Friday, October 9, 2009
Oxford's "Ruler of the Schools"
Tomb of Bl. Robert Grosseteste at Lincoln Cathedral
Lincoln Cathedral from the town square
Shrine of St. Hugh of Lincoln at Lincoln Cathedral
Memorial of Alfred Lord Tennyson outside Lincoln Cathedral
Lincoln Castle - Observatory Tower
Robert Grosseteste ("great head"), c. 1175-1253, was, as Fr. John Julian, OJN notes: "...at once a respected natural scientist, astronomer, mathematician, lawyer, professor, university president, French poet, agriculturist, translator, philosopher, theologian, ecclesiastical reformer, and bishop!" He held the latter post from 1235-1253. Matthew Paris (c. 1200–1259) an English Benedictine monk at St. Alban's Abbey, Hertfordshire, chronicler, artist in illuminated manuscripts, and cartographer, characterizes Grosseteste as "...at the table of bodily refreshment, pleasant and jovial; at the spiritual table, devout, tearful, and penitent; as a bishop, diligent and honorable..." He was certainly loved by the English people, though he was never officially canonized a saint. Bishop Mandell Creighton (1843-1901), an English historian and bishop of London, has called Grosseteste "really the last of the great English churchmen..."
If there were any doubt about that last statement, one would only have to refer to the Memorial which Robert Grosseteste addressed and delivered to Pope Innocent IV before the Papal Court at Lyons, May 13, 1250, regarding the abuses affecting the Church's life in England: "...What is the cause of this hopeless fall of the Church?", he asks. He then answers that it's the lack of "good shepherds of souls", along with an increase of lousy clerics, and the skirting of pastoral authority. Bad pastoring, he says, has led only to "unbelief, division, heresy and vice" because the living word of the Gospel, source of zeal for concern for the souls of their charges, is being ignored.
Then, with unusual honesty and boldness, Grosseteste goes on: "...And what is the cause of this evil. I tremble to speak of it, and yet I dare not keep silence. The cause and source of it is the Curia itself! Not only because it fails to put a stop to these evils as it can and should, but still more, because by its dispensations, provisions and collations, it appoints evil shepherds, thinking only of the income it yields for a person, and for the sake of it, handing over many thousands of souls to eternal death. And all this comes from him who is the representative of Christ! He who so sacrifices the pastoral office is a persecutor of Christ in his members. And since the doings of the Curia are a lesson to the world, such a manner of appointment to the cure of souls...teaches and encourages those who exercise the rights of patrons to make pastoral appointments of a similar nature, as a return for services rendered to themselves, or to please those in power...The cure of souls consists not only in the dispensation of the sacraments, in singing of the hours, and reading of masses, but in the true teaching of the word of life, in rebuking and correcting vice; and besides all this, in feeding the hungry, giving drink to the thirsty, clothing the naked, housing the strangers, visiting the sick and prisoners -- especially those who are the parish priest's own parishioners..."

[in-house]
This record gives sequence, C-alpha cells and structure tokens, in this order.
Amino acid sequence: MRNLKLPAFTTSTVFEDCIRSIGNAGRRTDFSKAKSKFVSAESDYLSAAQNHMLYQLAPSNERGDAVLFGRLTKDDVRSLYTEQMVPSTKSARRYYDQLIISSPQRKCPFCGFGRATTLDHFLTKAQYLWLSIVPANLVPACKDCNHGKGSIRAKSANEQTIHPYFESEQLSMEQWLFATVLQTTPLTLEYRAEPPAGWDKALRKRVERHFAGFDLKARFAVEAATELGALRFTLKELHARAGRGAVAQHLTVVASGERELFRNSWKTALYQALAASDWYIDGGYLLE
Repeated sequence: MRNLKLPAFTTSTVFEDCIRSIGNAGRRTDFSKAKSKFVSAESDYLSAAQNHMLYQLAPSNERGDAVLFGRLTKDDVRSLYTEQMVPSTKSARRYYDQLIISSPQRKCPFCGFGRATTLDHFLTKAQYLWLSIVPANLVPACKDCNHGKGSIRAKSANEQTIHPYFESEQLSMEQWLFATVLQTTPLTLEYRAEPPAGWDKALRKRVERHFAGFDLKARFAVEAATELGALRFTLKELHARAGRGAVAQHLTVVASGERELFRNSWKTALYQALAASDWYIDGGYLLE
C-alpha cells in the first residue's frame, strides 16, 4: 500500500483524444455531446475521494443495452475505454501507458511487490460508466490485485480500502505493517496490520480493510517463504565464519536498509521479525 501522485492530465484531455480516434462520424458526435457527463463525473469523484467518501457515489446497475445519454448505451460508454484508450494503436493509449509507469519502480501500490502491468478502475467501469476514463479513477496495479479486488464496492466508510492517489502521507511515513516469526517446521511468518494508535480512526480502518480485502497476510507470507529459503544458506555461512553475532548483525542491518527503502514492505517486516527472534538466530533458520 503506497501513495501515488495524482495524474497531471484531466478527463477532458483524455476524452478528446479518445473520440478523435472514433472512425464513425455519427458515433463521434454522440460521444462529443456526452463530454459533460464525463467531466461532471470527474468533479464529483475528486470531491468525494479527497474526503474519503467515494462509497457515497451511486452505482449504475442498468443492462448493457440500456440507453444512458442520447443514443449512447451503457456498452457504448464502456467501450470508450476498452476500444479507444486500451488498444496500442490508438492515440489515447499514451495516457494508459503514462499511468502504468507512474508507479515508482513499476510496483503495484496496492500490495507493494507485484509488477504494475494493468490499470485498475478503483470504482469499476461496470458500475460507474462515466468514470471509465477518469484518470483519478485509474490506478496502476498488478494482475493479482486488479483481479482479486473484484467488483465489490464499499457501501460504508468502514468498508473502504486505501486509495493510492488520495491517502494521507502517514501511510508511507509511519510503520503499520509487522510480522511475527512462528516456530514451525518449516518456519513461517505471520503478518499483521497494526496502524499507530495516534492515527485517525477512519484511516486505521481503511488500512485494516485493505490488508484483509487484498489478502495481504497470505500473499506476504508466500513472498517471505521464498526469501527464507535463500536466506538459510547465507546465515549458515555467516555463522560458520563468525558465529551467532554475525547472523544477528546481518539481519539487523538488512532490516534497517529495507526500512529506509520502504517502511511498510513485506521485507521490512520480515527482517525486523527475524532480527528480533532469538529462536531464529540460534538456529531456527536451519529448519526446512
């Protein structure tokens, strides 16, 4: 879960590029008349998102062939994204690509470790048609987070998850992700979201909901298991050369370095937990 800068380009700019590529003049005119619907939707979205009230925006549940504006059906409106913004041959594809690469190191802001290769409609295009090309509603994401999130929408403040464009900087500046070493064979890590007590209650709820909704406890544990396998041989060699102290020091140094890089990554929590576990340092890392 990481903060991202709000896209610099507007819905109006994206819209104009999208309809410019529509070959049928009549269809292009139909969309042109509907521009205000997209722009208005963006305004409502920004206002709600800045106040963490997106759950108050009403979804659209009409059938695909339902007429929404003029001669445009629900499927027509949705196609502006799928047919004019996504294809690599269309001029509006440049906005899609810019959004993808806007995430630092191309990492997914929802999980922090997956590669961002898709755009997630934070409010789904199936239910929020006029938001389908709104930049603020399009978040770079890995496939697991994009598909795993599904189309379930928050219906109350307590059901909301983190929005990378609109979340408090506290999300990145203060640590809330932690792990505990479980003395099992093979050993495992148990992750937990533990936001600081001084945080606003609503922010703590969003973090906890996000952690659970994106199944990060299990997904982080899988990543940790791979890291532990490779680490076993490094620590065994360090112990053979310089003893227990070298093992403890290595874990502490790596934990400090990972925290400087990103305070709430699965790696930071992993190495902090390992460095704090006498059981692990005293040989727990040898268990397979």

I'm guessing that Grosseteste ruffled more than just a few red Cardinals' robes that day, not to mention blew any chance of endearment with Pope Innocent. He virtually sealed his fate as to any chances of being considered for sainthood down the line, not that it probably bothered him that much, and rightly so! But what a model for anyone in church leadership, to humbly, yet forthrightly, "tell it like it is" when necessary: to hold even those in high places accountable for proclaiming the truth of the Gospel. It won't earn you many friends or help you to influence people, and will almost inevitably mark you as a "troublemaker", or as one "out of step", or "eccentric". It's usually a sure stopper for any kind of career advancement, even though that's rarely a priority for such a person.
But my hunch is that Robert Grosseteste slept well at night, and died in the peace of a good and righteous conscience. His whole life's effort had been to take St. Paul at his word: "...since you are eager for spiritual gifts, strive to excel in them for building up the church..." (1 Corinthians 14:12)